Flea meds should be last resortDear Dr. Fox: I am writing in response to your request for information about dogs and cats who have had problems with topical anti-flea medications.
By: By Dr. Michael Fox, INFORUM
Dear Dr. Fox: I am writing in response to your request for information about dogs and cats who have had problems with topical anti-flea medications.
My dog is now 14 years old and didn’t have seizures until he was almost 9 years old. His first seizure came the month after he finished four months of topical anti-flea treatment. That was the first time we had used the anti-flea product. Medication controlled his seizures until the following fall when we administered the anti-flea drug again. I had not made the connection at that time and was using the medication only during the peak flea season. After that, I stopped the anti-flea medication permanently, but we could not control the seizures until early last year when we started on levetiracetam (Keppra). He has been very well controlled on that medication, having had only one seizure in the past year.
The other changes we have made in the past year or two have been dietary. We have taken him off wheat completely. I also stopped giving him yellow/orange-colored cheese after reading in your column that the natural coloring agent, annatto, has been linked to seizures. He has always loved cheese, but now he only gets a bit of white cheese on occasion. – J.R., Rockville, Md.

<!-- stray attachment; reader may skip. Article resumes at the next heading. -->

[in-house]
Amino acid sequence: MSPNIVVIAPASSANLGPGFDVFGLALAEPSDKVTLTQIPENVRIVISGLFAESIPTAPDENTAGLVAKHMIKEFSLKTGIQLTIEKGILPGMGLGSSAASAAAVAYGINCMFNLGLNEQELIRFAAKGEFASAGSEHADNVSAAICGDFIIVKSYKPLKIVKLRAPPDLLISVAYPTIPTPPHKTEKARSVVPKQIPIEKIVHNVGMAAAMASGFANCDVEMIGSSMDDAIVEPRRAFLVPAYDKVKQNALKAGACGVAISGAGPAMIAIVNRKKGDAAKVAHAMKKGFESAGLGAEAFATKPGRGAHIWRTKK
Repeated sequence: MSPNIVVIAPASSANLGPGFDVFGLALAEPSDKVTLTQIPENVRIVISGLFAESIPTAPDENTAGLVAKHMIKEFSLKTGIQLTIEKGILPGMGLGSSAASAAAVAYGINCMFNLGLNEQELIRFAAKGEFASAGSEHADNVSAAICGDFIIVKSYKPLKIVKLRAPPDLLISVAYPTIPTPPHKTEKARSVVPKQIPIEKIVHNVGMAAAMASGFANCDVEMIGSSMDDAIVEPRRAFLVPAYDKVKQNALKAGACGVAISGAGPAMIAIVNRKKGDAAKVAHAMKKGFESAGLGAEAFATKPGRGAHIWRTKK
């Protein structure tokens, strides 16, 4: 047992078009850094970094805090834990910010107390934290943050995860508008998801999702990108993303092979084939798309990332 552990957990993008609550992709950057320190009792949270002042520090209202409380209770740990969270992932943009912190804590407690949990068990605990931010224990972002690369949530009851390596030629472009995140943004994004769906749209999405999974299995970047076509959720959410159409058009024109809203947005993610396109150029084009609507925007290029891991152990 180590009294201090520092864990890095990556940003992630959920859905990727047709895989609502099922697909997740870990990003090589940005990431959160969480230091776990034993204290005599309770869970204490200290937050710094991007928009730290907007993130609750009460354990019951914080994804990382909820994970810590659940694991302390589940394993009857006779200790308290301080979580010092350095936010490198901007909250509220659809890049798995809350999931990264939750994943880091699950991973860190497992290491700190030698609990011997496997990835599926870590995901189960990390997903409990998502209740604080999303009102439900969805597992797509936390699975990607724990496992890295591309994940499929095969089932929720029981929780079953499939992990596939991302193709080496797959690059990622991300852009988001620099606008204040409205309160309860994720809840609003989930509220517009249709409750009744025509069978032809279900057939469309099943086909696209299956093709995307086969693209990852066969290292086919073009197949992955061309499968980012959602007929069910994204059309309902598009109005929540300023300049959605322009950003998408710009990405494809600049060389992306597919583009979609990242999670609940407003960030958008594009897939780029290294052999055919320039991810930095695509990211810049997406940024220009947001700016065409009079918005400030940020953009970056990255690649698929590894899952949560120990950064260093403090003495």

Dear Dr. Fox: My best friend had a Shih Tzu, 10 years old, who weighed 23 pounds. Last week, Ginger was washed and groomed, and the medication Advantage Multi was administered. About 10 hours later, she vomited but settled down. About four hours after that, she cried a few times, tried to stretch, and in a flash, she was dead.
She was a healthy, happy dog, and we are heartbroken. What do you think? Can something be done? – R.J., High Point, N.C.
Dear J.R. & R.J.: Your information will help other dog and cat owners who need to be advised about the risks of topical (spot-on) anti-flea drugs that are widely advertised on TV and sold by mail order and over the counter at animal clinics. Adverse reactions should be reported to the manufacturers and the FDA.
It continues to amaze me that presumably intelligent people fail to make any connection with using these drugs when their animals develop neurological and other health problems. I am opposed to the use of these products, except as a last resort when all other measures to control fleas prove ineffectual during peak flea season. Or in year-round warm climates. But routine use as a preventive measure is deplored. Safe alternatives include using a flea comb, regular vacuuming, spreading Fleabusters powdered borate on floors, dusting with diatomaceous earth and giving a brewer’s yeast tablet daily.
Check my Web site for an integrated, low-risk approach to effective flea control at www.twobitdog.com/DrFox/. People who have experienced problems with these kinds of products should report to www.biospotvictims.org.
Send your questions to Dr. Fox in care of The Forum, Box 2020, Fargo, ND 58107. The volume of mail received prohibits personal replies, but questions and comments of general interest will be discussed in future columns. Visit Dr. Fox’s Web site at www.twobitdog.com/DrFox.